Using Perlin Noise To Generate Terrain In Unity

It’s fairly common to find Perlin Noise being used to generate procedural terrain, among other things. Perlin Noise can be used to generate a heightmap, which in turn can be used to control the height of a chunk of terrain… and it would then be common to layer those heightmaps at differing frequencies to create the sort of surface detail that you would associate with real world terrain.

A single Perlin Noise heightmap might look like this.

I’m going to describe a quick test here where I’ll build a grid of terrain cells in Unity using some custom shaders to make the rendering a bit more interesting. What I’m going to end up with is a simple interface defined via a C# script, that in the Inspector looks something like this, that will allow me to quickly build and edit the properties of my terrain.

The way I’ve set this up is such that clicking the Build button cleans out all children of the game-object that the script is attached to, and then generates a set of new children representing terrain tiles and the water. The surface area of the terrain is defined by the tile count and tile size.

For each tile I’ll generate six sets of Perlin Noise, using different frequencies (input scales) and weights, which I’ll then sum and normalize, before raising to a power and finally scaling to fit the desired world height. We raise to a power in order to flatten out the lower terrain while leaving the taller features more or less untouched… which I find yields more interesting results. Once we have out heights we then create polygon meshes per tile to represent the terrain.

The important part of all this is that deep inside the inner loop of the script we do the following per vertex calculation, where the s and w values are taken direct from the UI we’ve created.

       // sum the weighted heights.
       float y = 0.0f;
       y += Mathf.PerlinNoise(x / s0, z / s0) * w0;
       y += Mathf.PerlinNoise(x / s1, z / s1) * w1;
       y += Mathf.PerlinNoise(x / s2, z / s2) * w2;
       y += Mathf.PerlinNoise(x / s3, z / s3) * w3;
       y += Mathf.PerlinNoise(x / s4, z / s4) * w4;
       y += Mathf.PerlinNoise(x / s5, z / s5) * w5;
       y /= weightSum;

       // raising the height to a power gives a much nicer result
       // - more flat areas... recognizable mountains... etc
       // also factor in a height scale.
       y = Mathf.Pow(y, WorldHeightPower);
       y *= WorldHeightScale;

With those meshes built and attached to a MeshFilter component (and a MeshCollider too) I’ll then link them to a custom shader. Assuming I’ve a shader in my asset library this is easy. I just need to add a MeshRenderer component and link it to my shader like so, where since I’ve based my shader on the standard Unity surface shader I also need to enable to metallic workflow and set the glossiness to prevent the terrain looking like shiny plastic.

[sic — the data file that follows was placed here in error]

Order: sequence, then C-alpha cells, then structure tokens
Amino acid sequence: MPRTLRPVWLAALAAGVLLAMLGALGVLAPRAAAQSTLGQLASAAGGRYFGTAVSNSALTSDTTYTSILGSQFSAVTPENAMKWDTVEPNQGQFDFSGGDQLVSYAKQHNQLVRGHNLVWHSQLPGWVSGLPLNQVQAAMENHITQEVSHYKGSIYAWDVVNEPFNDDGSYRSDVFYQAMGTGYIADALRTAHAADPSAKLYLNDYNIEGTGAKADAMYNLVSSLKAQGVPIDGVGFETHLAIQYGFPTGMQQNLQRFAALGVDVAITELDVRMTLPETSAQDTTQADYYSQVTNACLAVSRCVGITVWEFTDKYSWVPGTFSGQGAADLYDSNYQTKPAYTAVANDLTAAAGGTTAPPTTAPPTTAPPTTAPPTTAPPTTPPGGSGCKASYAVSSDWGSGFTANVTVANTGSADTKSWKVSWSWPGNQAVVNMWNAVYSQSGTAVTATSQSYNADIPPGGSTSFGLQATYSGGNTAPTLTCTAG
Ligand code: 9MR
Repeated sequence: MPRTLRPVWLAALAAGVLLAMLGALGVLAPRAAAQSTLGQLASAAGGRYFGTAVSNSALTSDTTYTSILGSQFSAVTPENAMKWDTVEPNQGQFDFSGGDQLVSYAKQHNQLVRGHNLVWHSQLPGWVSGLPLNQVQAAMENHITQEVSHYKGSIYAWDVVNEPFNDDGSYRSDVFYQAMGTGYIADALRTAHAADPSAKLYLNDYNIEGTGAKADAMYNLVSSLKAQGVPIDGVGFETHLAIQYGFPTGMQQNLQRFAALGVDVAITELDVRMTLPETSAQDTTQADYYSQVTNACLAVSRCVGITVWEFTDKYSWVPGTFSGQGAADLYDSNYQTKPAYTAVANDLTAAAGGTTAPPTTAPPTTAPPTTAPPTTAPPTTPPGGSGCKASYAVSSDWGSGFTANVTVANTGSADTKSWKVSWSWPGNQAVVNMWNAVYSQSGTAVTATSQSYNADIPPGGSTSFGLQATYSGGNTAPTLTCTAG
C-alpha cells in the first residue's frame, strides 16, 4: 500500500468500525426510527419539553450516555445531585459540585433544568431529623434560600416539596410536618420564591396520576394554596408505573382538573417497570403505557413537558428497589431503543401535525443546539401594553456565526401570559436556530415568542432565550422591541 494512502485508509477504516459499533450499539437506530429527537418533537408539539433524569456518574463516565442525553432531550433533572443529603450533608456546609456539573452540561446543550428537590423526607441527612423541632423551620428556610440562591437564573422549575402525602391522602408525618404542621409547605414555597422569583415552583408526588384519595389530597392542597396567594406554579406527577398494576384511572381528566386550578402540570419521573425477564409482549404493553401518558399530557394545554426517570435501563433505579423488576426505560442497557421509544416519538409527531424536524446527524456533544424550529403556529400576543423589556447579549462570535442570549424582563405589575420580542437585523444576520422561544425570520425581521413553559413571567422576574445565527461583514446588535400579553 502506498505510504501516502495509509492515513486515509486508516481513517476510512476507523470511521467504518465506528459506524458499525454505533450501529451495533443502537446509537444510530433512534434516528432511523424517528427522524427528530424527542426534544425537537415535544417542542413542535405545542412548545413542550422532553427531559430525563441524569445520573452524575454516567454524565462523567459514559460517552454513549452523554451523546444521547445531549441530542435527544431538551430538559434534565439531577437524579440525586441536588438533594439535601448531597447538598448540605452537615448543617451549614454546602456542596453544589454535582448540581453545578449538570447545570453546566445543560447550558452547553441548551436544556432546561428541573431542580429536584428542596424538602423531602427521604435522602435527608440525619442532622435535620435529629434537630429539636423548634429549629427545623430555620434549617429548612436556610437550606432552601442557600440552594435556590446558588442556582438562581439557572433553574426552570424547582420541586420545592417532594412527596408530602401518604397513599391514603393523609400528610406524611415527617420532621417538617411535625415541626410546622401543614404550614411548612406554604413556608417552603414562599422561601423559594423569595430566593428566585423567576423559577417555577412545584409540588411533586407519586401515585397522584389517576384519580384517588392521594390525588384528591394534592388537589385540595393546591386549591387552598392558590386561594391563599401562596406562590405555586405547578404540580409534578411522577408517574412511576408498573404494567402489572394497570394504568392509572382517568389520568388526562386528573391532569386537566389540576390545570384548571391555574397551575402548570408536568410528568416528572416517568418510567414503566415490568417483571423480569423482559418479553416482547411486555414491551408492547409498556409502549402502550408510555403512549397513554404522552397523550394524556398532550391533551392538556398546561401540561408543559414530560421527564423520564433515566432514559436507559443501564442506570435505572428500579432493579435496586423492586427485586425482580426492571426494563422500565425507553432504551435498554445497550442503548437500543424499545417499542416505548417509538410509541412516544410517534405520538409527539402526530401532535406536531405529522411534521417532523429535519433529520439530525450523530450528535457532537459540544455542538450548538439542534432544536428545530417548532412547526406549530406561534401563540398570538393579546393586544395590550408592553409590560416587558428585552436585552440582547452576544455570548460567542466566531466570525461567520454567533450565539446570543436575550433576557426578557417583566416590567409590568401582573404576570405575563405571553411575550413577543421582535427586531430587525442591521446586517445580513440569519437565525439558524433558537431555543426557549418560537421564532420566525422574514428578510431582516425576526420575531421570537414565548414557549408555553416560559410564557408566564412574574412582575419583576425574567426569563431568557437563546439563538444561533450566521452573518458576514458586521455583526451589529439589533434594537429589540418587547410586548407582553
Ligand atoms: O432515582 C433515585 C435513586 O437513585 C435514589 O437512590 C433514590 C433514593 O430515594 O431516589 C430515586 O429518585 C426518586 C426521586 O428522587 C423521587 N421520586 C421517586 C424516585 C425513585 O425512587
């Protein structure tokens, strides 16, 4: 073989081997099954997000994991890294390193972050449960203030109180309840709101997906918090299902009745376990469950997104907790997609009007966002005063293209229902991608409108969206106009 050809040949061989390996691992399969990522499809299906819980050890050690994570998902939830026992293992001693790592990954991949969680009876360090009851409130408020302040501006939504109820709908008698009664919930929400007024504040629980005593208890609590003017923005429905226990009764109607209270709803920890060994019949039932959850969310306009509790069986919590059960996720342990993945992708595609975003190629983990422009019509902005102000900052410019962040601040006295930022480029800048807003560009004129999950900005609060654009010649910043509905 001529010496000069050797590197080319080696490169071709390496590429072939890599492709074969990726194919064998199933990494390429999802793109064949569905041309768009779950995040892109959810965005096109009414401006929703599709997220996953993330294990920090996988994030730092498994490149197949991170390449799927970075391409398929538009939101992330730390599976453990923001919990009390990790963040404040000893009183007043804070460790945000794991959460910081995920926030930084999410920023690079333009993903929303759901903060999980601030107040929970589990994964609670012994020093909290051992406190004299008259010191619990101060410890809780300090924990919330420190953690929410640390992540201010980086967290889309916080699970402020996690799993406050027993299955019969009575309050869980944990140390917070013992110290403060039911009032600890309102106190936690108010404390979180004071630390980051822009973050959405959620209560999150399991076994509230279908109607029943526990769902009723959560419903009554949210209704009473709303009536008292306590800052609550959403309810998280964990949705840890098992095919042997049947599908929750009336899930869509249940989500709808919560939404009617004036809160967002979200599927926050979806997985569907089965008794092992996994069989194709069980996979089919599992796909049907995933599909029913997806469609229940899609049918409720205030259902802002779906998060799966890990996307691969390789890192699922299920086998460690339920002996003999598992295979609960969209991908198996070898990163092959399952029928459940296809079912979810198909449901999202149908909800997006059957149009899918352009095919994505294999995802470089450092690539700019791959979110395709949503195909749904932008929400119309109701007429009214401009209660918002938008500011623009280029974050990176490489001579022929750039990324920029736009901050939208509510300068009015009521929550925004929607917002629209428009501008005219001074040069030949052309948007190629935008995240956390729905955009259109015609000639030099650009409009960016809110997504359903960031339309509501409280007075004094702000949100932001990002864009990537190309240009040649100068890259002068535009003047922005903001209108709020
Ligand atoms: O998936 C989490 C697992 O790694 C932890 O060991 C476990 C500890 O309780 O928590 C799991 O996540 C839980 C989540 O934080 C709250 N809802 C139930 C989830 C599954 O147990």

meshRenderer.sharedMaterial = new Material(Shader.Find("Custom/GOAT_Terrain"));
      meshRenderer.sharedMaterial.EnableKeyword("_SPECGLOSSMAP");
      meshRenderer.sharedMaterial.SetFloat("_Glossiness", 0.1f);

My custom shader samples two textures, one for grass and one for cliffs and I also provide a scale for each. Whenever these are changed via the inspector I can easily connect the new values to my components by doing the following for each terrain tile, bearing in mind that I’ve named that _GrassTex and _CliffTex in my shader code.

      meshRenderer.sharedMaterial.SetTexture("_GrassTex", GrassTexture);
      meshRenderer.sharedMaterial.SetTexture("_CliffTex", CliffTexture);
      meshRenderer.sharedMaterial.SetTextureScale("_GrassTex", new Vector2(GrassScale, GrassScale));
      meshRenderer.sharedMaterial.SetTextureScale("_CliffTex", new Vector2(CliffScale, CliffScale)); 

Finally… my shader uses the following code in place of the usual code that samples _MainTex, allowing for the two textures to be sampled and blended based on the surface normal, meaning you automatically get the grass texture on the flatter areas and the cliff texture otherwise…

      float lerpFactor = saturate(saturate(o.Normal.y - 0.8f) * 8.5f);
      fixed4 grassColor = tex2D(_GrassTex, IN.uv_GrassTex);
      fixed4 cliffColor = tex2D(_CliffTex, IN.uv_CliffTex);
      fixed4 textureColor = grassColor * lerpFactor + cliffColor * (1.0f - lerpFactor);
      o.Albedo = textureColor.rgb * IN.color.rgb;

The end result looks something like this…

The result thus far isn’t really what I was after. I was hoping to create something a little more stylized with more interesting and not necessarily natural features, and I’m not sure this is really taking me in the right direction, so while I could carry on and try to make this look super realistic, I’m going to leave this experiment there and look into other approaches.

Peter Panning Shadows In Unity

I’d like to find the cause of some problems I’ve seen with shadow casting lights in Unity and in order to do so I’d like to be able to edit and generally experiment with changes to the standard deferred shaders. It turns out you can do just that!

For reference this is the problem I want to address:

First step is to download built in shaders from here

Extract Internal-DeferredShading.shader and rename it. I’ve called it GOAT-DeferredShading.shader… just because I like goats… but you can call it anything. From there import the new shader into the project under Resources, and under the scenes Graphics Settings change Deferred to Custom Shader and point it at the imported shader.

Now we can try a modification to double check it’s all hooked up. Any modification to CalculateLight should be immediately visible in the game view. Try faking the GBuffer inputs or something similar and you should see the result right away if the new shader is working.

I’m trying to find the cause of some shadow caster Peter Panning problems so in order to ensure the relevant code is available I also import UnityDeferredLibrary and UnityShadowLibrary, renaming them and then replacing the includes to chain the files together such that the custom versions of the code are used instead of the original versions.

Almost right away I spot this code in UnityShadowLibrary.cginc: